Bosa is one of Sardinia’s most attractive towns. Seen from a distance, its rainbow townscape resembles a vibrant Paul Klee canvas, with pastel houses stacked on a steep hillside, tapering up to a stark, grey castle. In front, moored fishing boats bob on a glassy river and palm trees line the elegant riverfront.
With its elegant shopping streets, ornate piazzas, popular cafes and some good restaurants, Oristano’s refined and animated centre is a lovely place to hang out. Though there’s not a huge amount to see beyond some churches and an interesting archaeological museum, the city makes a good base for the surrounding area.
Spearing into the Golfo di Oristano, the Sinis Peninsula feels like a world apart. Its limpid lagoons – the Stagno di Cabras, Stagno Sale Porcus and Stagno Is Benas – and snow-white beaches lend it an almost tropical air, while the low-lying green countryside appears uncontaminated by human activity. In fact, the area has been inhabited since the 5th century BC.
North and inland of the Sinis Peninsula, the landscape is dominated by the wooded slopes of Monti Ferru. Rising to a height of 1050m (Monte Urtigu), this vast volcanic massif is a beautiful and largely uncontaminated area of ancient forests, natural springs and small market towns.
South of Oristano
South of Oristano, flat plains extend in a patchwork of wide, open fields interspersed with canals, lagoons and the odd pocket of pine wood. Until Mussolini launched an ambitious drainage and reclamation program in 1919, the area was largely covered with malarial swampland and thick cork forests.
Founded by Mussolini in 1928, the quiet town of Arborea bears all the hallmarks of its Fascist inception – severe grid-patterned streets, an immaculate central piazza and an array of fantastical architectural styles. Just a few kilometres northwest, the coastal hamlet of Marina di Arborea is home to a notable equestrian centre.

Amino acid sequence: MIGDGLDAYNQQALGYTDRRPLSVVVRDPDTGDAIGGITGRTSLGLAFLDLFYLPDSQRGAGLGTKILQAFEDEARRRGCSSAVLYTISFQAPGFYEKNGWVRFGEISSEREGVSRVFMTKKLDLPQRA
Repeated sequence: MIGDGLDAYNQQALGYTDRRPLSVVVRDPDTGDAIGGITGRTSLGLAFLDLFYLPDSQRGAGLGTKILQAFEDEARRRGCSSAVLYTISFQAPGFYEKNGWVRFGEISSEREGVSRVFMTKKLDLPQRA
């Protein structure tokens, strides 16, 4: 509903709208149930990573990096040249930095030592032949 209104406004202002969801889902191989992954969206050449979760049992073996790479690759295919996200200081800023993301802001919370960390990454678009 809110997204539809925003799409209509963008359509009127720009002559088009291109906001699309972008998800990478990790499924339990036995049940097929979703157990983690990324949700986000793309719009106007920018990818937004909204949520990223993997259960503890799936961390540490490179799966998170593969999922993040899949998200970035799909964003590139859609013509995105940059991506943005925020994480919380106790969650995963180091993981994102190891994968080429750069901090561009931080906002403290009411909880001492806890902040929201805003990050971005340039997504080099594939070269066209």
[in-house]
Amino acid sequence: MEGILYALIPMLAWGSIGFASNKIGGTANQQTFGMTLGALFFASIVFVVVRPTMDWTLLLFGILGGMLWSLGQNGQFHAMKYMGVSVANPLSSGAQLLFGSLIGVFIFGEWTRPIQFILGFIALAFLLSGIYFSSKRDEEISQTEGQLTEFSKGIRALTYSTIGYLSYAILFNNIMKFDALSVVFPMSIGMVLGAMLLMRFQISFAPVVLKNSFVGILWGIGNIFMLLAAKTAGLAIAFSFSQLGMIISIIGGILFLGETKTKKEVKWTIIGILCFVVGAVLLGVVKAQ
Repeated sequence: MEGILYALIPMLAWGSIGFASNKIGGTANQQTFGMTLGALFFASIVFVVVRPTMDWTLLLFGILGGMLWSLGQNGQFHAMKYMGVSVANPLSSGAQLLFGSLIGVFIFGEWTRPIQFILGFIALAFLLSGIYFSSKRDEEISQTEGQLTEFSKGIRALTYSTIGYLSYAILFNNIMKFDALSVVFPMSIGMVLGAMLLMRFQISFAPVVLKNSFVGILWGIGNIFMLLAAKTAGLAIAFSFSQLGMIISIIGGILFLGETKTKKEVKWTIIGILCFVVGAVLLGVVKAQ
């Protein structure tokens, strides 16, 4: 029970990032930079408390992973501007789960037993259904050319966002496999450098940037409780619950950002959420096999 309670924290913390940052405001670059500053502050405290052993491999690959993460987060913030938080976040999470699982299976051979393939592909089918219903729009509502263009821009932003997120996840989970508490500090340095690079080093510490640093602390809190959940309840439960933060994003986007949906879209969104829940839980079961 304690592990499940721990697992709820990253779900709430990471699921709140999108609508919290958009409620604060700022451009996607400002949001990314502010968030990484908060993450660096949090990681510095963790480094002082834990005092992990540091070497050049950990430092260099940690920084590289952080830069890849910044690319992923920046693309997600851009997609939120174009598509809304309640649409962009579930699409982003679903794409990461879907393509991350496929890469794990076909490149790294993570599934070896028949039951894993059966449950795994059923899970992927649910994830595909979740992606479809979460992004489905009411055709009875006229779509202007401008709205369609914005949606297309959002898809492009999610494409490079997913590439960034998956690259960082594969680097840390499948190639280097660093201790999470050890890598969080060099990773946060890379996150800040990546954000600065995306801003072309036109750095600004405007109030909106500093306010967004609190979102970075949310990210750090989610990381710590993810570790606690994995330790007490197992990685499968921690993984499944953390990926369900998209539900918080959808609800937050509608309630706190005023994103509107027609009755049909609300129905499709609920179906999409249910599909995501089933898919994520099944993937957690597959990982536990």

Seneghe is an essential stop on any gastronomic tour of central Sardinia. A dark stone village with little obvious appeal, it is famous for its extra-virgin olive oil, a one-time winner of the prestigious Premio Nazionale Ercole Olivario award (the Oscars of the Italian olive-oil industry). Beef is another speciality.
A one-time Roman military outpost (its name is a derivation of the Latin word miles, meaning soldier), Milis is a small and prosperous farming village, surrounded by the orange orchards that have brought it wealth. Its principal sight is the stately Palazzo Boyl but there are also a couple of churches worth a passing glance.
Sprawled on the southern shore of the Stagno di Cabras, Cabras is an important fishing town and centre of the island’s mullet fishing – the local bottarga (mullet roe) is much sought-after and well worth trying. There's little reason to linger, but you’ll eat well and the archaeology museum deserves a once-over.
From San Giovanni di Sinis, the road continues past a strip of pizzerias, bars and cafes up to the Area Archeologica di Tharros, one of Sardinia’s most thrilling archaeological sites. Tharros was a major city in ancient times and its ruins today make for a haunting sight as they tumble down the promontory to Capo San Marco, the southernmost point of the Sinis Peninsula.
You probably won’t want to hang around long in Macomer. It's not an unpleasant place but unless you're passing through, there's really no great reason to stop off. If you do have some time to kill, the modest Museo Etnografico houses a motley collection of traditional home furnishings and utensils.
Marina di Torregrande
About 4.5km south of Cabras, the small summer resort of Marina di Torregrande is a favourite hangout for Oristano's beach-goers. Behind the long, sandy beach, the village presents a familiar seaside scene with suntanned locals parading down a palm-flanked lungomare (promenade) and music emanating from bars.